Saturday, February 12, 2011

Almost Done! Natural Dyeing


Let these simmer until you reach a pretty dark concentrate

I ended up boiling these down three times to make the ratio of my concentrate to my water more even. It all depends on how dark of a brown you're trying to reach. Walnut hulls are pretty potent, so you can keep boiling them down. I never reached a time where my water was fading...if that makes any sense.

Soak your fabric first (just to dampen) and then drop into the dye bath. 
I let these simmer for about three hours
1. No mordant-Cotton
2. Alum- Organic Dobby
3. Alum- Organic Dobby
 All simmered for three hours
1 & 2 left to cool in dye bath overnight

Madder Root

Even though I already treated my fabric with an alum mordant, I went ahead and put some more alum directly into my bath for this one ('bout three heaping Tbs) Why? I read some where that using additives will produce colors that lean on the red side and others will lean on the orange side. 

 I made roughly three concentrates for my dye bath.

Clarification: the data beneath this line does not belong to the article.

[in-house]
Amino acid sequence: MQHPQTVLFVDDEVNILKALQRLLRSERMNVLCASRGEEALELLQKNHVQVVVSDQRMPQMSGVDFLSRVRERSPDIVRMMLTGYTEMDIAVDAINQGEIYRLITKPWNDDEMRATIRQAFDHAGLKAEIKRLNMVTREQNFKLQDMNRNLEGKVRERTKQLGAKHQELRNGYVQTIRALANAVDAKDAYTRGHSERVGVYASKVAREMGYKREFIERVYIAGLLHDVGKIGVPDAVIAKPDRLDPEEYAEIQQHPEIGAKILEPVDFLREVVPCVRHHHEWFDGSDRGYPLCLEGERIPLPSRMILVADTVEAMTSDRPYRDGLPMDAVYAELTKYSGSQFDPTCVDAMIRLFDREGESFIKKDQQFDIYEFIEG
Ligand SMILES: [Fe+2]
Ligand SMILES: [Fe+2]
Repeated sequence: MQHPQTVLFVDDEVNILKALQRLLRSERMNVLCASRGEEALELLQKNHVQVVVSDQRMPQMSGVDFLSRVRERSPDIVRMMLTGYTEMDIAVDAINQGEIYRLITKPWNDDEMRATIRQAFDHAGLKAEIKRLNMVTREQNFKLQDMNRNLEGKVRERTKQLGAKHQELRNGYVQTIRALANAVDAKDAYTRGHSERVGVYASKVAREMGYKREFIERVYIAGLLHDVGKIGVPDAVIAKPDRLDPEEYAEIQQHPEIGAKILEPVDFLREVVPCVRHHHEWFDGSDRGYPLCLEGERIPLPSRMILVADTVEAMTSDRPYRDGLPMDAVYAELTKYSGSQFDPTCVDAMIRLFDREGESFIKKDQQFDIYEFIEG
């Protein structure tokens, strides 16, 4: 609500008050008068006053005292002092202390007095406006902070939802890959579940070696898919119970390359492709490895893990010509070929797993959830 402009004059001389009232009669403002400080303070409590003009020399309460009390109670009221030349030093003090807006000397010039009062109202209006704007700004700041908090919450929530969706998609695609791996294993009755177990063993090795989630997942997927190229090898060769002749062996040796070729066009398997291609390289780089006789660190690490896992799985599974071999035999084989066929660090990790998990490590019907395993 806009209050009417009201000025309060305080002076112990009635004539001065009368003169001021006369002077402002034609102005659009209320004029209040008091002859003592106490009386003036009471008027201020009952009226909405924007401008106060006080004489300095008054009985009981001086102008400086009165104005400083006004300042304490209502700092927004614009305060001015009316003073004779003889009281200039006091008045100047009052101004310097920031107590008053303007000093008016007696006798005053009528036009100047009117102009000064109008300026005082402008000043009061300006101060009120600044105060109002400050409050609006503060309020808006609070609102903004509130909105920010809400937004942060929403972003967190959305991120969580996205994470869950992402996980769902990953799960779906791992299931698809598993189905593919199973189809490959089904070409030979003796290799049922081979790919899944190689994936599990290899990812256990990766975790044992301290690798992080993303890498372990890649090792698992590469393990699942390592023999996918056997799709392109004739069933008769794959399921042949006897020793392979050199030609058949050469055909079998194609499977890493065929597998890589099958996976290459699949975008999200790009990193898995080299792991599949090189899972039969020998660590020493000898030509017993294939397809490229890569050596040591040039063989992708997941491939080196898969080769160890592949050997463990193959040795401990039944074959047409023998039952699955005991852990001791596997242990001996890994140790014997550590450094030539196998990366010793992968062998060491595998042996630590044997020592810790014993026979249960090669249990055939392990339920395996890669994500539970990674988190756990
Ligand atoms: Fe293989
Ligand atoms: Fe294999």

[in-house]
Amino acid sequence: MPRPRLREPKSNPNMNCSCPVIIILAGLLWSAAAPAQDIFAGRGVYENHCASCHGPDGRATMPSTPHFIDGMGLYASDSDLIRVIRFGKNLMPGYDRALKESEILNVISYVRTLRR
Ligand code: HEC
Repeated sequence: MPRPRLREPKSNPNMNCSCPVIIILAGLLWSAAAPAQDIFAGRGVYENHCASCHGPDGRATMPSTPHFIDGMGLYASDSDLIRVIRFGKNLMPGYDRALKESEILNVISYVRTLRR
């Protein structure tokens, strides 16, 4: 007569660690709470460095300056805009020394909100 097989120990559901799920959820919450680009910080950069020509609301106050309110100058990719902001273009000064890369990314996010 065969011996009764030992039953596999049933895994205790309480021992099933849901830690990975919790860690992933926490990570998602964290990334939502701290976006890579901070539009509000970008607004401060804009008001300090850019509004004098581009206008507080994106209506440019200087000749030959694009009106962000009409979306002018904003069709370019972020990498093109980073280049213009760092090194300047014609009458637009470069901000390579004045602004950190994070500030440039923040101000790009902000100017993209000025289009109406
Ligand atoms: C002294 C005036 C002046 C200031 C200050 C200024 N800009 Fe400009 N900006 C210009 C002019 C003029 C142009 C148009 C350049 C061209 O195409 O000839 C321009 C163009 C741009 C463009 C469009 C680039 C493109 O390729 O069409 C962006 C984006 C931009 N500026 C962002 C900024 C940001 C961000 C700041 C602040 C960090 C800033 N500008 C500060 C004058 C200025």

It was looking really orange, so I stripped most of the roots in the middle of the process because the outer part of the root is what really gives off the yellowish/orangish color. The inside is what I really wanted for red.

Boiled it down again.

I was really thinking I was going to end up with an orange or peach. (A tutorial told me that most madder root dye baths end up orange. So it's still pretty touchy)
 1. Alum-Soy Organic Cotton Jersey 
2. Alum-Recycled Twill
Both simmered for about four hours. 

What you should know about Madder Root:
-It is Very heat sensitive. Madder should never really be brought to a rapid boil. In Fact... it should be brought to a simmer over the course of two hours...yea, go ahead and find something else to do.
-Should never really go past 60 degrees Fahrenheit.
-Is a good candidate for solar or cool dyeing.
-The roots should be rinsed first to remove the yellows and oranges from the outer part of the root that usually turn your bath orange.
-After that, let soak, rink and chop up or better yet, blend (in a blender you don't use for food, of course)

....yep I think that about sums it up as far as my knowledge... of course there's more to know, so you should defiantly research some more before doing this, because I obviously didn't do this perfectly. 

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